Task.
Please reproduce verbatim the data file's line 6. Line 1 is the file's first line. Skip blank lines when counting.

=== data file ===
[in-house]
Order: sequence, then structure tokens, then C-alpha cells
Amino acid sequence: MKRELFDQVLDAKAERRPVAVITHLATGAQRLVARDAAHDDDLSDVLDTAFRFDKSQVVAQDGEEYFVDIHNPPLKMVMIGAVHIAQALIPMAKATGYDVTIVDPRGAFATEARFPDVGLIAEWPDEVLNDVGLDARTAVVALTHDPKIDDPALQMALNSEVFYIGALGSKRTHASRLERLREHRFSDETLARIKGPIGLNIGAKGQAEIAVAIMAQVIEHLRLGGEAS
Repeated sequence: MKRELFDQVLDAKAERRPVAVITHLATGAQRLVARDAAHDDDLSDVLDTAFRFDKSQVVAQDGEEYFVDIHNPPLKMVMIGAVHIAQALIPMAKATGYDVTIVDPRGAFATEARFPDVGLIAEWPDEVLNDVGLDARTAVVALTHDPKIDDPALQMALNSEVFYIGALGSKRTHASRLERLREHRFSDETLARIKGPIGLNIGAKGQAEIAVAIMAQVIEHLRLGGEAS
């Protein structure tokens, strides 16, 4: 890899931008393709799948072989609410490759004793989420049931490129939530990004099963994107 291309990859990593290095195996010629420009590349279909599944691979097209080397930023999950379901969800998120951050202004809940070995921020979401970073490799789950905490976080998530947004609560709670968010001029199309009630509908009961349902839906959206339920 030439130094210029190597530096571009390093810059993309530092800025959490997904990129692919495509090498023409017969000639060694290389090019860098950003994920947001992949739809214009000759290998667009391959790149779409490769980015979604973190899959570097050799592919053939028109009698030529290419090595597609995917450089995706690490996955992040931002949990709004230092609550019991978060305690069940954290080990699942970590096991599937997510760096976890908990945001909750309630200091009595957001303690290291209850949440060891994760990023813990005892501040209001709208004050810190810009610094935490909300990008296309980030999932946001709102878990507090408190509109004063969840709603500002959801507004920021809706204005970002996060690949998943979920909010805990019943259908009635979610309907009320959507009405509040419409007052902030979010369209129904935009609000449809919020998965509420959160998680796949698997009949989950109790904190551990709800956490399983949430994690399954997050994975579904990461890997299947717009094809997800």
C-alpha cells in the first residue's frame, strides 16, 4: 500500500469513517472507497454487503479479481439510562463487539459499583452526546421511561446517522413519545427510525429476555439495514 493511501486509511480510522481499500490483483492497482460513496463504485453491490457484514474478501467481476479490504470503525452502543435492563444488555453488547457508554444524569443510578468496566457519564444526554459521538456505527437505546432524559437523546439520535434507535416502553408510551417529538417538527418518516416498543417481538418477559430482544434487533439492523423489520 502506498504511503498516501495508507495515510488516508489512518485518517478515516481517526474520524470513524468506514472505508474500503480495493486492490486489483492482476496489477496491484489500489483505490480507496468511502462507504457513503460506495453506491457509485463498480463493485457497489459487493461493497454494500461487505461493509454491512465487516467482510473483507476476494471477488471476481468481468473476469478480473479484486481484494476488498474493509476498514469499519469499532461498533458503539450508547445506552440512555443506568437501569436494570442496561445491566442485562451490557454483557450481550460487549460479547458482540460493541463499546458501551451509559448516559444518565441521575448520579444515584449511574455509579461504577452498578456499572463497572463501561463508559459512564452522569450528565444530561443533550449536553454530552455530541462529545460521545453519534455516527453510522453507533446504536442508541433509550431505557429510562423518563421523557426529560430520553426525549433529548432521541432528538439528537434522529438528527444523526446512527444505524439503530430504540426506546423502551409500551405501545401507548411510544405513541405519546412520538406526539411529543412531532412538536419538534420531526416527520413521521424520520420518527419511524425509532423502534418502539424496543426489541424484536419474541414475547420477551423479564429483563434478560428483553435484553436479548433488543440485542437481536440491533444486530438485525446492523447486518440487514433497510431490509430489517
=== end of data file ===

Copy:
C-alpha cells in the first residue's frame, strides 16, 4: 500500500469513517472507497454487503479479481439510562463487539459499583452526546421511561446517522413519545427510525429476555439495514 493511501486509511480510522481499500490483483492497482460513496463504485453491490457484514474478501467481476479490504470503525452502543435492563444488555453488547457508554444524569443510578468496566457519564444526554459521538456505527437505546432524559437523546439520535434507535416502553408510551417529538417538527418518516416498543417481538418477559430482544434487533439492523423489520 502506498504511503498516501495508507495515510488516508489512518485518517478515516481517526474520524470513524468506514472505508474500503480495493486492490486489483492482476496489477496491484489500489483505490480507496468511502462507504457513503460506495453506491457509485463498480463493485457497489459487493461493497454494500461487505461493509454491512465487516467482510473483507476476494471477488471476481468481468473476469478480473479484486481484494476488498474493509476498514469499519469499532461498533458503539450508547445506552440512555443506568437501569436494570442496561445491566442485562451490557454483557450481550460487549460479547458482540460493541463499546458501551451509559448516559444518565441521575448520579444515584449511574455509579461504577452498578456499572463497572463501561463508559459512564452522569450528565444530561443533550449536553454530552455530541462529545460521545453519534455516527453510522453507533446504536442508541433509550431505557429510562423518563421523557426529560430520553426525549433529548432521541432528538439528537434522529438528527444523526446512527444505524439503530430504540426506546423502551409500551405501545401507548411510544405513541405519546412520538406526539411529543412531532412538536419538534420531526416527520413521521424520520420518527419511524425509532423502534418502539424496543426489541424484536419474541414475547420477551423479564429483563434478560428483553435484553436479548433488543440485542437481536440491533444486530438485525446492523447486518440487514433497510431490509430489517